One of the nation's largest insurers is beginning the rollout of a behavior-based driving insurance product. Dubbed IntelliDrive via Connected Car, Travelers believes the new product will benefit safe drivers beginning with customers in Pennsylvania and Illinois.
But will drivers consent to having their driving behavior monitored in real-time?
IntelliDrive via Connected Car uses driving data related to factors like braking, acceleration, speed, and time of day to immediately calculate a customer's IntelliDrive score, which is then used to develop their personalized insurance premium quote. Travelers has partnered with data analytics firm LexisNexis, which will provide the driving data from cars that are enrolled in the program.
I connected with Joe Meisinger, Vice President of Personal Insurance Product at Travelers Insurance, who told me the service will benefit conscientious drivers in a number of ways.
"With IntelliDrive via Connected Vehicles, safe driving customers can benefit from savings right away instead of waiting until renewal," Meisinger says. "Safe driving habits can lead to savings of up to 30%, while riskier driving habits may result in a higher premium, which encourages safe driving and offers savings to customers who do so. This program focuses on a more personalized rate based on users' safe driving habits."
Travelers Insurance plans to continue expanding its telematics offerings -- the technologies used to track and transmit driving data -- into the future, leveraging advances in technology and customer insights. The reality is that this is undoubtedly the way the insurance industry will go in years ahead. Insurers have long rewarded good driving records, and with the prevalence of connected technologies, there's a huge incentive for underwriters to seek a more granular picture of individual customers' risk profiles.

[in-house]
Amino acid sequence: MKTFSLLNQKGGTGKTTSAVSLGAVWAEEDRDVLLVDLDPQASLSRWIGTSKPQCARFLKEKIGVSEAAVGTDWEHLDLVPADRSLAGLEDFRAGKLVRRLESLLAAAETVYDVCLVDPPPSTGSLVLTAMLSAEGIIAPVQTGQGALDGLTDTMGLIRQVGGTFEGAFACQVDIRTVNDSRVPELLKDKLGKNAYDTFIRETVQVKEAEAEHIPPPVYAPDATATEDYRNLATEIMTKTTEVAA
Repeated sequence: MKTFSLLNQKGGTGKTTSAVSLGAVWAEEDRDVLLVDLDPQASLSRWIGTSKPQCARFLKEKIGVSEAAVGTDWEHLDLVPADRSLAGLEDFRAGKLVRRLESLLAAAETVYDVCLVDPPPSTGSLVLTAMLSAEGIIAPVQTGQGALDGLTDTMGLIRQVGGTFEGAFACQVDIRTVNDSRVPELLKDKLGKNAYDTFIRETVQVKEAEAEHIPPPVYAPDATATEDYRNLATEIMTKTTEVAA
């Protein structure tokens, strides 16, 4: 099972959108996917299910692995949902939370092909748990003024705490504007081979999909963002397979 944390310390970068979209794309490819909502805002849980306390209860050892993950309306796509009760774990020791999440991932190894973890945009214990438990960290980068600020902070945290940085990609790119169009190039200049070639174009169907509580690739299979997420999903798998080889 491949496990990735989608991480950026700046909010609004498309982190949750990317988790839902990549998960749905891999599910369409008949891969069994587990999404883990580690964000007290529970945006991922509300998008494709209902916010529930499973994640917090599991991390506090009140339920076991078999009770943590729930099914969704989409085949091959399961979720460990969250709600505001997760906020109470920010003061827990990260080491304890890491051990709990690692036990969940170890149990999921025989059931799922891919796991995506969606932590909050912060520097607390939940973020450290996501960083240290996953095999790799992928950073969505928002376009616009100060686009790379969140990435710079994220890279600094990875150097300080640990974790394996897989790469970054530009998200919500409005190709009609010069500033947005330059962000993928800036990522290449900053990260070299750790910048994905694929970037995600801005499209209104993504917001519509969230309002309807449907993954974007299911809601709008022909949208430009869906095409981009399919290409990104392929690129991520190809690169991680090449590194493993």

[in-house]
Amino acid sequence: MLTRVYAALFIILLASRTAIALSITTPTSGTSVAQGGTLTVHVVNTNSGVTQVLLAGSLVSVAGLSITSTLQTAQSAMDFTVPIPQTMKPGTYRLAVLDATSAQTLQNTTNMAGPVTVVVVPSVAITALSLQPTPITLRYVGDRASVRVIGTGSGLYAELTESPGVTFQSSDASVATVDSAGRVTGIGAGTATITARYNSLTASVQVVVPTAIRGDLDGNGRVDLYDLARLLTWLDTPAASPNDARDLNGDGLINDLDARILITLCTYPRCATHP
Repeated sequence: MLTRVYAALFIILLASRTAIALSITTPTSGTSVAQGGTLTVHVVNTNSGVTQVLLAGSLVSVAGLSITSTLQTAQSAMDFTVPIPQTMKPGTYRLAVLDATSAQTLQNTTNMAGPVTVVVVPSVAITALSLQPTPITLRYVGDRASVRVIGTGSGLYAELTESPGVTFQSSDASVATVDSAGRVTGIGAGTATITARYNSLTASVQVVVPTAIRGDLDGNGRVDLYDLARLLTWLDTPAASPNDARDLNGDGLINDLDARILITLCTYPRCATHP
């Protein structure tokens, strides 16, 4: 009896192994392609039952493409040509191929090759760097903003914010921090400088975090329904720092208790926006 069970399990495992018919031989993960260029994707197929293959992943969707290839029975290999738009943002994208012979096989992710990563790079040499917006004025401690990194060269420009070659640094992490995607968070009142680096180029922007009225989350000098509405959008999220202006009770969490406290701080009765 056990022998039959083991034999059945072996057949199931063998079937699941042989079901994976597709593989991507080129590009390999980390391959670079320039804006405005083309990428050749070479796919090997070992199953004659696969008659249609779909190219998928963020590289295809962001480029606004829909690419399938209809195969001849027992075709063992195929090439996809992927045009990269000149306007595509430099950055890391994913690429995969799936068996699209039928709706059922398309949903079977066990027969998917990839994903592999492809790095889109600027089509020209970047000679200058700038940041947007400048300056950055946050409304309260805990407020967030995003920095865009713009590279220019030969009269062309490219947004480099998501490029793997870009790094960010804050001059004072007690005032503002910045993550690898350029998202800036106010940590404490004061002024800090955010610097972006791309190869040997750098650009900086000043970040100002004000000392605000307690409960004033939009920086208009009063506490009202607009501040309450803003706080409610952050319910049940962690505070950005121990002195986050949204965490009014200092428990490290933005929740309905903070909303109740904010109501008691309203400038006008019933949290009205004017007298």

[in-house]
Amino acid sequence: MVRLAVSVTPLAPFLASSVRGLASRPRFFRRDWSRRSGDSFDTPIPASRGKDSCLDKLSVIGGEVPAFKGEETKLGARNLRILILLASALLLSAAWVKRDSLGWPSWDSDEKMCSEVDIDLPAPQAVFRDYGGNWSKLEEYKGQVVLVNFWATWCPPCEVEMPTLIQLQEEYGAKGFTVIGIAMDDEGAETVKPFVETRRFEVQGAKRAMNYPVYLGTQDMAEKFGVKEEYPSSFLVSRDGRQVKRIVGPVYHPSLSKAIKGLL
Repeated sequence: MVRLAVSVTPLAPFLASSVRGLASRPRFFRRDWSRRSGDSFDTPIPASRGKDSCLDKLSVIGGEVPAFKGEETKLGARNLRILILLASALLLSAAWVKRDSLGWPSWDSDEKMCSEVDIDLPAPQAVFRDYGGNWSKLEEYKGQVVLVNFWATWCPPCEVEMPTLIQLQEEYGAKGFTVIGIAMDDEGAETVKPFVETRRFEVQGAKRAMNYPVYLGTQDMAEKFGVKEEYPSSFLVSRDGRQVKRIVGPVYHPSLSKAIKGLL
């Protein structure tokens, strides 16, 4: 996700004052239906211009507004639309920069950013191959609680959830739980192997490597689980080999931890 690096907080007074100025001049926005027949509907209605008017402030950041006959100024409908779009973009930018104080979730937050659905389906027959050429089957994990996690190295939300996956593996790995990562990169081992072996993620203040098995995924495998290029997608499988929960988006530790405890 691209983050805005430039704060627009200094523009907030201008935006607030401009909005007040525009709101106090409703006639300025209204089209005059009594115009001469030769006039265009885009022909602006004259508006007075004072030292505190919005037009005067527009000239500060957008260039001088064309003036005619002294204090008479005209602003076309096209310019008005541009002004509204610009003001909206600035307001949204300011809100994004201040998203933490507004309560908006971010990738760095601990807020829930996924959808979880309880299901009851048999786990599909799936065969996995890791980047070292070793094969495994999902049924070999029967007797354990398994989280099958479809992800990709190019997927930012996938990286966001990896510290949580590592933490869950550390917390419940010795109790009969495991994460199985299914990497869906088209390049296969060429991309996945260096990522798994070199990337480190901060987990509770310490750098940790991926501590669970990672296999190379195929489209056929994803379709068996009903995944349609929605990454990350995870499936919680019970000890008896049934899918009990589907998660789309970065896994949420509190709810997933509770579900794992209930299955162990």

For now, customers have a choice to opt in if their vehicle has embedded technology, and the year, make, and model are supported by IntelliDrive.
"IntelliDrive via Connected Vehicles makes enrolling in telematics easy," Meisinger stresses. "If a customer opts in, Travelers will simply use vehicle-level data to influence their insurance premium based on driving behaviors captured by the vehicle. If the data reflects safe driving performance, customers can be rewarded right away."
All of this underscores the transitional moment we're in across the personal transportation paradigm. The advent of self-driving cars introduces new complexities into the picture, although Travelers believes the current insurance infrastructure is well-suited to addressing these changes.
Meisinger adds, "As we move to greater levels of autonomy, the existing system will also help to minimize consumer confusion, regulatory uncertainty, and market disruptions. And it will ensure consistency during the period in which autonomous vehicles and driver-operated vehicles will share the road. Keep in mind that auto insurance is also the best way to protect against other issues that arise with vehicle ownership, autonomous or not, including issues related to weather damage and theft."
For the time being, savvy customers with safe driving histories probably should embrace behavior-based insurance, largely because the savings at this early stage make it a good bargain. That may not sit well with the squeamish, who fear the ramifications of tracking.
The reality, for better or (more likely) worse, is that we consent to a broad array of tracking and monitoring as it is, most of which come without the benefit of a discount. We may as well save a little money in the process.